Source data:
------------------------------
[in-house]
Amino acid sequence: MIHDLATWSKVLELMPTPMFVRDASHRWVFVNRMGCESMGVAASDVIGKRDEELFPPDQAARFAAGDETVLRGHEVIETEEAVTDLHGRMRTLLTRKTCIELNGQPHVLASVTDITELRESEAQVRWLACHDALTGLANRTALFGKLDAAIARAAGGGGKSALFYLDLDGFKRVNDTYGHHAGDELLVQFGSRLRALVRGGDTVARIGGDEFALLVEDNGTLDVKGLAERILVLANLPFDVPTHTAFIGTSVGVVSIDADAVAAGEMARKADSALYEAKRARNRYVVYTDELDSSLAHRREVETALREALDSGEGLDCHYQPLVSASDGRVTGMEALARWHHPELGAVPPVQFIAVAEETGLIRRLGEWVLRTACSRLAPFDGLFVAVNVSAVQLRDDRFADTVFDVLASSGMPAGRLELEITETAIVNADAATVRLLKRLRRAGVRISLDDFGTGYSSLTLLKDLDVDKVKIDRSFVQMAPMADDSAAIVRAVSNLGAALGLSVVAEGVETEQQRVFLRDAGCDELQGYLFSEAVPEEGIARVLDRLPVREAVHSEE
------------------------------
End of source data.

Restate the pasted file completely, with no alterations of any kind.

[in-house]
Amino acid sequence: MIHDLATWSKVLELMPTPMFVRDASHRWVFVNRMGCESMGVAASDVIGKRDEELFPPDQAARFAAGDETVLRGHEVIETEEAVTDLHGRMRTLLTRKTCIELNGQPHVLASVTDITELRESEAQVRWLACHDALTGLANRTALFGKLDAAIARAAGGGGKSALFYLDLDGFKRVNDTYGHHAGDELLVQFGSRLRALVRGGDTVARIGGDEFALLVEDNGTLDVKGLAERILVLANLPFDVPTHTAFIGTSVGVVSIDADAVAAGEMARKADSALYEAKRARNRYVVYTDELDSSLAHRREVETALREALDSGEGLDCHYQPLVSASDGRVTGMEALARWHHPELGAVPPVQFIAVAEETGLIRRLGEWVLRTACSRLAPFDGLFVAVNVSAVQLRDDRFADTVFDVLASSGMPAGRLELEITETAIVNADAATVRLLKRLRRAGVRISLDDFGTGYSSLTLLKDLDVDKVKIDRSFVQMAPMADDSAAIVRAVSNLGAALGLSVVAEGVETEQQRVFLRDAGCDELQGYLFSEAVPEEGIARVLDRLPVREAVHSEE